Even though most of our corporate partners are global multinationals, they were founded by a bunch of white guys. There’s nothing wrong with that—they’re very bright, wonderful, business-minded individuals—but those systems, the artifacts of how the organizations grew, were based on their perspective of how organizations should grow. As women joined the workforce and started growing their careers in structures that were designed by people who saw the world very differently, it’s no wonder that frustration was the result.

The way in which women fundamentally like to work is very different than our male counterparts. Research tells us that men tend to like that hierarchical structure. Women tend to like a much more community-minded structure. Not to say that one is a right and one is wrong—it’s a different way of viewing the organization. These are things no one tells you the day that you start a new job, the behind-the-scenes ways the organization operates. We get a lot of rules and policy, but it’s only when we are trying to get things done or work with other people that we understand the hidden ways in which things are done in the organization. And so it’s part of that culture that creates some unintended barriers for women that are not present for our male counterparts.

When you go in to work with an organization and they’ve identified their high-potential women, the women that that they want you to help develop, what is the approach to training?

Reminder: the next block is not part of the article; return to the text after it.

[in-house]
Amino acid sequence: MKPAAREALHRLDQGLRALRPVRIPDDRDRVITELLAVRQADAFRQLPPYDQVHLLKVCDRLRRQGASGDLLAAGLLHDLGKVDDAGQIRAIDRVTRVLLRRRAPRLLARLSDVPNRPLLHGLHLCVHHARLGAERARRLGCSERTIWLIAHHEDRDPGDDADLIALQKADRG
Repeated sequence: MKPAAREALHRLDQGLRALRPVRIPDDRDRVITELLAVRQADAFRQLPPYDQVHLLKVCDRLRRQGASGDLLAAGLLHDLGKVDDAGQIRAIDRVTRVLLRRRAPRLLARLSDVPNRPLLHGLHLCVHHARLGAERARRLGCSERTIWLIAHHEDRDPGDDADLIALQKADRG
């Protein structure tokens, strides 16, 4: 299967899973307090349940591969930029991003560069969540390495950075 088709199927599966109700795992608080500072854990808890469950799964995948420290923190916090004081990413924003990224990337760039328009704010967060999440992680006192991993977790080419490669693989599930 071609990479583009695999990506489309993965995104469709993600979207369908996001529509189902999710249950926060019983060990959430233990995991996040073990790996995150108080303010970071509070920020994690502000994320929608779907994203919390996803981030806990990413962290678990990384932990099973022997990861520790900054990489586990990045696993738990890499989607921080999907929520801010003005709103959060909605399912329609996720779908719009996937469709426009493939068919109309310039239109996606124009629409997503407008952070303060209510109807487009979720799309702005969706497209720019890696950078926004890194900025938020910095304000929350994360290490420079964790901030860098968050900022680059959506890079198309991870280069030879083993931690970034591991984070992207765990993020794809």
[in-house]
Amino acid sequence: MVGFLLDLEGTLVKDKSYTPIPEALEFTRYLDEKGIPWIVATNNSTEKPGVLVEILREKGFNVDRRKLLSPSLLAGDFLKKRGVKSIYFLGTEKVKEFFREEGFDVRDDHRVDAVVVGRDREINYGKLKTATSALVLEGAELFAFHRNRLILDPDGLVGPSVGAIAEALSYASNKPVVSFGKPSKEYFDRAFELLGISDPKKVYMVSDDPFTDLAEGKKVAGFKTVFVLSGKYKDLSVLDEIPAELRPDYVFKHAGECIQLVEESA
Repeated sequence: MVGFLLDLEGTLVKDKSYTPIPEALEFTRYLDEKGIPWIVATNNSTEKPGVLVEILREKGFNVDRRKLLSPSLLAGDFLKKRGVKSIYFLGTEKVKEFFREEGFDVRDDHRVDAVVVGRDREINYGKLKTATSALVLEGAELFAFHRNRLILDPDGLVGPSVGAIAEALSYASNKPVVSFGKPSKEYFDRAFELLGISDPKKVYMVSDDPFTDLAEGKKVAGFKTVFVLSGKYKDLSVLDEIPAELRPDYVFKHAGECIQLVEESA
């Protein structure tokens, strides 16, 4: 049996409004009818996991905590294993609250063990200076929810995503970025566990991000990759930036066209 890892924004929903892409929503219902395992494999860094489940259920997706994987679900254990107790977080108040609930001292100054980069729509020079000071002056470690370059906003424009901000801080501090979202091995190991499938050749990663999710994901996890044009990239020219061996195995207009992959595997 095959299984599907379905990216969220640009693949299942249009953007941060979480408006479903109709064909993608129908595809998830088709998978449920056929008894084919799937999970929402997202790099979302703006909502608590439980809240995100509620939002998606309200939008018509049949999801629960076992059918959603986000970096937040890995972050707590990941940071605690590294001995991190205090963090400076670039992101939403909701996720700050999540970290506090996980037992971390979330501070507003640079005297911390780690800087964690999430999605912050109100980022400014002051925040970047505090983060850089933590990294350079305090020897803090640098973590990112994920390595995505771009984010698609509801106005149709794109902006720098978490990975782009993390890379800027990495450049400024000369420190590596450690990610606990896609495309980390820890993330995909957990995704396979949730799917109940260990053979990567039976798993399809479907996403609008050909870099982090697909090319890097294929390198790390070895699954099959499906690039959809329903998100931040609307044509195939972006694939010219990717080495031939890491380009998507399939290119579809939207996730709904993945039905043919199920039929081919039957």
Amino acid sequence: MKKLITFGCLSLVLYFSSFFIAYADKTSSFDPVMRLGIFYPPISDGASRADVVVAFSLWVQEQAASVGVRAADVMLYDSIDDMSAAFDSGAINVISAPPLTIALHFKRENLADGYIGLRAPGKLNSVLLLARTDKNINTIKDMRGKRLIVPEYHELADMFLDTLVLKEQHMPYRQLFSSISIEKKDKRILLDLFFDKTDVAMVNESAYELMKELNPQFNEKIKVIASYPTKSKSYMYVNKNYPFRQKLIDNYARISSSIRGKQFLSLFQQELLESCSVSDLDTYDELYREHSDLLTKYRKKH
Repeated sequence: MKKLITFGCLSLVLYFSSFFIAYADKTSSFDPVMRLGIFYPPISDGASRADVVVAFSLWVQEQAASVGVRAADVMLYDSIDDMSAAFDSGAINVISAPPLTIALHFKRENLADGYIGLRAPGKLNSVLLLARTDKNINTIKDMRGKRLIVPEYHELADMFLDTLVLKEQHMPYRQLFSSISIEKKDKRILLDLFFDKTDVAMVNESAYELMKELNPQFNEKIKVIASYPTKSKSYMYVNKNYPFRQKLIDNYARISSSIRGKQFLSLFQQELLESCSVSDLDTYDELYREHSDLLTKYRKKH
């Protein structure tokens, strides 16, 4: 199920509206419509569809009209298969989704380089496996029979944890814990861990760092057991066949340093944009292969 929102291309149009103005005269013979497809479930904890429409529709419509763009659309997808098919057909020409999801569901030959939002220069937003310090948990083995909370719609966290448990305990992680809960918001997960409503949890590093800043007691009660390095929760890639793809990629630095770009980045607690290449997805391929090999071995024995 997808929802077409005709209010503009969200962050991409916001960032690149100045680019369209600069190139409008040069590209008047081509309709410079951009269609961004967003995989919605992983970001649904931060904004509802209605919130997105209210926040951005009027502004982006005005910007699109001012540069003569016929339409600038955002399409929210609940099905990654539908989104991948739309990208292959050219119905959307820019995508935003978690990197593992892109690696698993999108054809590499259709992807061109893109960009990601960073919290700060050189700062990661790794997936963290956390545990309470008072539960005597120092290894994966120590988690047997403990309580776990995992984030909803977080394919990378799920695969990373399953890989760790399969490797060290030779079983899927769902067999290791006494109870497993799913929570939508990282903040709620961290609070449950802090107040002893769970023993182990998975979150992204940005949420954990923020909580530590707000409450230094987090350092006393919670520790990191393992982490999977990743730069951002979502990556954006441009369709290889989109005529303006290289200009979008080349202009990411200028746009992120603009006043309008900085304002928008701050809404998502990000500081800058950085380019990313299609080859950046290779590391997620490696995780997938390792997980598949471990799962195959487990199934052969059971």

Many women who are at a key juncture in their careers where they need to recalibrate their skill don’t develop those networks, those mentoring relationships, that keep us informed so that we’re prepared for that next opportunity. Women tend to get their work done and want their work to speak for itself, and because we work so independently we’re not building those relationships. Hence, we’re not getting that feedback. Our program focuses on working with the women to help them identify those stresses and challenges that they’re experiencing and develop strategies to address them. It’s not about commiserating about the challenges that we have; it’s more important to figure out, “So what are we going to do about it?”

In addition to working with women through the experiential development program, we also work with their managers. It’s important that their managers be aware of not only what is occurring during this development program, but more important what their role in this development process is. What do they need to do to ensure that they incorporate what the women are gaining through this program back into their organization so they can experience that return on investment?

You have talked about a woman’s career being a series of inflection points, that there are these opportunities that we need to take advantage of when the time comes. How can a woman identify what those points are when they’re happening, and what should she do?